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As Long as We Remember...

December 7, 2012

Kim Dine’s Gone

Roy Meachum

Two weeks from today Kim Dine takes over as head of the U.S. Capitol Police. His replacement as Frederick City police chief is Capt. Tom Ledwell, as “acting” chief, while the city conducts a national search to find someone to install permanently.


The mayor and Board of Aldermen shouldn’t waste the dollars. As a Frederick taxpayer, I put it in on record. True, I suggested the other assistant chief, Capt. Kevin Grubb, whom I know better. Together with his brother Jim, Tom Ledwell quietly operated behind the scenes; both made captain, in his turn.


Kevin Grubb was responsible for patrols and most of the force’s criminal activities, which made him more visible. The “inside” guy was Tom Ledwell at least for years, after Harold Domer retired to take the position of county dogcatcher. One of Kim Dine’s qualities that I admired very much: he waited for all the departmental politically “savvy” men and women to withdraw before he appointed his senior executives. I cannot quibble with the former chief on anything, especially naming his replacement.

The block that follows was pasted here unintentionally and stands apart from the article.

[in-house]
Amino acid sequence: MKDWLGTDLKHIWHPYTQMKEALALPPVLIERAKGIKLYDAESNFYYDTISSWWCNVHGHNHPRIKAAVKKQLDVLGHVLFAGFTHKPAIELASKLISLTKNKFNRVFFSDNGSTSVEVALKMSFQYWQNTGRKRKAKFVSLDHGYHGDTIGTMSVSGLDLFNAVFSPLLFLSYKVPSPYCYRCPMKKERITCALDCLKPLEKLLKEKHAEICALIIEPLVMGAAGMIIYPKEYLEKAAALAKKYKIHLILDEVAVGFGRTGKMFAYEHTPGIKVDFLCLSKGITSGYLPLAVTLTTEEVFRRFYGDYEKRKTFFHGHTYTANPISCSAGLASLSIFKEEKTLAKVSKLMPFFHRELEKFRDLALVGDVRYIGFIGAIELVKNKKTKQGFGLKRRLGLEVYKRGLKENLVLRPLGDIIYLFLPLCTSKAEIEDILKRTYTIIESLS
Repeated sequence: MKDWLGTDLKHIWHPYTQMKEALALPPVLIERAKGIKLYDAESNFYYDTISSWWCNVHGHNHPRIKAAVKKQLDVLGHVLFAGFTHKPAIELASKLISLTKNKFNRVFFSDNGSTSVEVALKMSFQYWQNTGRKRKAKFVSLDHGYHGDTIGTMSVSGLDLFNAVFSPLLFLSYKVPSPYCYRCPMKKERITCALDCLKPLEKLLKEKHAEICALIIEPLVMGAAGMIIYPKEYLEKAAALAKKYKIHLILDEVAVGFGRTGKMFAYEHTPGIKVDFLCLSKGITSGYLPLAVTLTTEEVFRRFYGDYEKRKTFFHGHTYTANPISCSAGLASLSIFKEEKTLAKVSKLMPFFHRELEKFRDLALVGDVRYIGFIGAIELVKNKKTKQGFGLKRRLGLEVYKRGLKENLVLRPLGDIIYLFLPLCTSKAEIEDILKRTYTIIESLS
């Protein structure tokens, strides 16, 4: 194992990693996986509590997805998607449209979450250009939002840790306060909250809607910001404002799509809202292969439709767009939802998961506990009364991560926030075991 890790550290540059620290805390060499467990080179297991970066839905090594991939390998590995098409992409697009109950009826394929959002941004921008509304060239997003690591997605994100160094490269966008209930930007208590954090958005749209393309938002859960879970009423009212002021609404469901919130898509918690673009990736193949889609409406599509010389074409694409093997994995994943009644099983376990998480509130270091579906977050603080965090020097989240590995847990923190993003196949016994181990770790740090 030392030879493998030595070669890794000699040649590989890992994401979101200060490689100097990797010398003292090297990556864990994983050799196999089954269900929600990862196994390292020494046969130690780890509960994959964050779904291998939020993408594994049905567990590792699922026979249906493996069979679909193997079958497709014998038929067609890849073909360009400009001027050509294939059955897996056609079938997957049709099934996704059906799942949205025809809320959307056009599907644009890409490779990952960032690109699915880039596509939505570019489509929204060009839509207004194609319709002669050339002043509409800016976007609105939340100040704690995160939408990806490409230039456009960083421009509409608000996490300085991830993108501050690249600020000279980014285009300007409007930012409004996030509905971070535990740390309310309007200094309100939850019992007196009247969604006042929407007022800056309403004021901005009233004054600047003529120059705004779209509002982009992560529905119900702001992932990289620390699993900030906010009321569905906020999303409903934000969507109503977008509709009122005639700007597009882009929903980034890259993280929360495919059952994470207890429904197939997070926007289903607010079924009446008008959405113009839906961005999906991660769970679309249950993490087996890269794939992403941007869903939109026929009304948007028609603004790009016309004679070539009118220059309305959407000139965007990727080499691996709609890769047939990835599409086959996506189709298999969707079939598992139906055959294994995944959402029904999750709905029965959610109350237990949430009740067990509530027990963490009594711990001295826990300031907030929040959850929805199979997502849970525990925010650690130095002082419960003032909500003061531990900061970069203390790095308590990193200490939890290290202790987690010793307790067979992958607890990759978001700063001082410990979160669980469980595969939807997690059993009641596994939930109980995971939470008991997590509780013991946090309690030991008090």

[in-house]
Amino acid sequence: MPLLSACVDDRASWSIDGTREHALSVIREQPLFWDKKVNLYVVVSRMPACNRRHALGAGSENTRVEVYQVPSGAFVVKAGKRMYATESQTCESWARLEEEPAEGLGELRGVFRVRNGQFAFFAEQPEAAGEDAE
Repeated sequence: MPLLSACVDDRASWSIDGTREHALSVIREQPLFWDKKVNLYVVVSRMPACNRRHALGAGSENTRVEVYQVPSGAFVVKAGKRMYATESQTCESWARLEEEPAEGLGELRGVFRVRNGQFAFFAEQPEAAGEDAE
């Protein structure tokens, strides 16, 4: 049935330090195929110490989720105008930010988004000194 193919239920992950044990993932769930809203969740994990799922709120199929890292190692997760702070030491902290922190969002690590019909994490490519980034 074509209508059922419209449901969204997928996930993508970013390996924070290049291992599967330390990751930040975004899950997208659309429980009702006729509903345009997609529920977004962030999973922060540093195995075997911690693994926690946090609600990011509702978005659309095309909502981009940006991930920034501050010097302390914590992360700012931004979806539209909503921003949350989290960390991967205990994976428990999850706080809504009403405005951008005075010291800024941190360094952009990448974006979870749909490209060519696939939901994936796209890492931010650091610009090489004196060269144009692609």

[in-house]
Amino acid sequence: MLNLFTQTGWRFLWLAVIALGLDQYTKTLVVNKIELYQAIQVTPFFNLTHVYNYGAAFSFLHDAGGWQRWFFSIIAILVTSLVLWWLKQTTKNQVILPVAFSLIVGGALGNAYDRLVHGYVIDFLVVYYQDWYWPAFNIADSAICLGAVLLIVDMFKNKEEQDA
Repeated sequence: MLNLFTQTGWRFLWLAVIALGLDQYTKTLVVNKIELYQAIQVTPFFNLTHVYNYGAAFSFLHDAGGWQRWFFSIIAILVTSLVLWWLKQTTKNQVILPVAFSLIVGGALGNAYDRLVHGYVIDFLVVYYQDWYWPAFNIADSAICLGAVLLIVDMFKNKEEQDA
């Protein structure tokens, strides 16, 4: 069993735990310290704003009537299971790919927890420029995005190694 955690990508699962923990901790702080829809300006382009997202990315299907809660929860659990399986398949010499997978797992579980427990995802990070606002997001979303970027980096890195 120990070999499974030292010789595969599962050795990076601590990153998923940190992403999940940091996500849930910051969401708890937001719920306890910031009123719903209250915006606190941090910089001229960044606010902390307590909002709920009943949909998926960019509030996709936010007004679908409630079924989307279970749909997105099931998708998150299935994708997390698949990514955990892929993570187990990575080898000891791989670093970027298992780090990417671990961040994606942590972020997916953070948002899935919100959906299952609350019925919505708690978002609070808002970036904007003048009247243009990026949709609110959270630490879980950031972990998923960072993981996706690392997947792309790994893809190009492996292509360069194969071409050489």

Ten years ago, when the ex-Metropolitan Police Department assistant chief took over, the city law enforcement agency was a big mess. Baltimore’s Ray Raffensberger left it that way, as I have written. His interim, Captain Harold Domer, did not improve the situation – at all.


Former Chief Charles Victor Main was retired seven years when I moved to East Fourth Street; I knew him as a colorful character, living on West 13th Street. Richard Ashton was the man in charge. The city was less than half of its present size. The essential nature of policing was different. Frederick was a city but in name only.


The ex-Baltimore cop thought he was “too good,” coming from Maryland’s largest metropolitan atmosphere; most of all, he pandered to the several cliques within the department. With Kim Dine’s arrival, things began to change; not right away. His calm personality infected the streets immediately. He tucked away the force – gently. As I said, he waited for and encouraged change among the “brass.”


Chief Dine has the city force recognized internationally; it was hailed as a model department. The great fear now is messing with his success. As a taxpayer, I don’t see the need to waste money on a national search. The chances of my first choice, Kevin Grubb, are slim to none.


Tom Ledwell knows the personnel and area very well. He was quoted in The Gazette: “We also still have that intimate town feel that you know people around the city and around town. It’s a good combination, size-wise. We’re not so large that it’s impersonal, but we’re also large enough that we get to do a variety of police work.”


The Frederick Police Department said goodbye to Chief Dine on Wednesday at the Delaplaine Arts Center.


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